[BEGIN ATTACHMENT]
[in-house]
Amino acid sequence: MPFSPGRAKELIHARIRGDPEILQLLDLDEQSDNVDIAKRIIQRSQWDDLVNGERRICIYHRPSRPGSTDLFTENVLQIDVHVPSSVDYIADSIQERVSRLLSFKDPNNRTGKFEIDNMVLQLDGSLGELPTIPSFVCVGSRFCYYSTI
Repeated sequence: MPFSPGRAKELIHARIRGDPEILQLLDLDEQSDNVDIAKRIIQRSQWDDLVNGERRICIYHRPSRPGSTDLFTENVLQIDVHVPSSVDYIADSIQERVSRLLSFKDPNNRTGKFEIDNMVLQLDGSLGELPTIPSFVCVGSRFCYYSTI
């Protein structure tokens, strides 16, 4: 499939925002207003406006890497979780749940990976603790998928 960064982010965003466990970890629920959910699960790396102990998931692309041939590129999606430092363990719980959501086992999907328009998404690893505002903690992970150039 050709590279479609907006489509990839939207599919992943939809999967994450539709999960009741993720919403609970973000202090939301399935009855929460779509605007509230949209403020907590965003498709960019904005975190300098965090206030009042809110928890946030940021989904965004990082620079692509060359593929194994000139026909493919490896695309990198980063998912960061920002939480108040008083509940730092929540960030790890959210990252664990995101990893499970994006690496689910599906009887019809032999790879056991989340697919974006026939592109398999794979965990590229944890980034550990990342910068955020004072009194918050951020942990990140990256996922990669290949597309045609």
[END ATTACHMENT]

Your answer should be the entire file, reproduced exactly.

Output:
[in-house]
Amino acid sequence: MPFSPGRAKELIHARIRGDPEILQLLDLDEQSDNVDIAKRIIQRSQWDDLVNGERRICIYHRPSRPGSTDLFTENVLQIDVHVPSSVDYIADSIQERVSRLLSFKDPNNRTGKFEIDNMVLQLDGSLGELPTIPSFVCVGSRFCYYSTI
Repeated sequence: MPFSPGRAKELIHARIRGDPEILQLLDLDEQSDNVDIAKRIIQRSQWDDLVNGERRICIYHRPSRPGSTDLFTENVLQIDVHVPSSVDYIADSIQERVSRLLSFKDPNNRTGKFEIDNMVLQLDGSLGELPTIPSFVCVGSRFCYYSTI
């Protein structure tokens, strides 16, 4: 499939925002207003406006890497979780749940990976603790998928 960064982010965003466990970890629920959910699960790396102990998931692309041939590129999606430092363990719980959501086992999907328009998404690893505002903690992970150039 050709590279479609907006489509990839939207599919992943939809999967994450539709999960009741993720919403609970973000202090939301399935009855929460779509605007509230949209403020907590965003498709960019904005975190300098965090206030009042809110928890946030940021989904965004990082620079692509060359593929194994000139026909493919490896695309990198980063998912960061920002939480108040008083509940730092929540960030790890959210990252664990995101990893499970994006690496689910599906009887019809032999790879056991989340697919974006026939592109398999794979965990590229944890980034550990990342910068955020004072009194918050951020942990990140990256996922990669290949597309045609």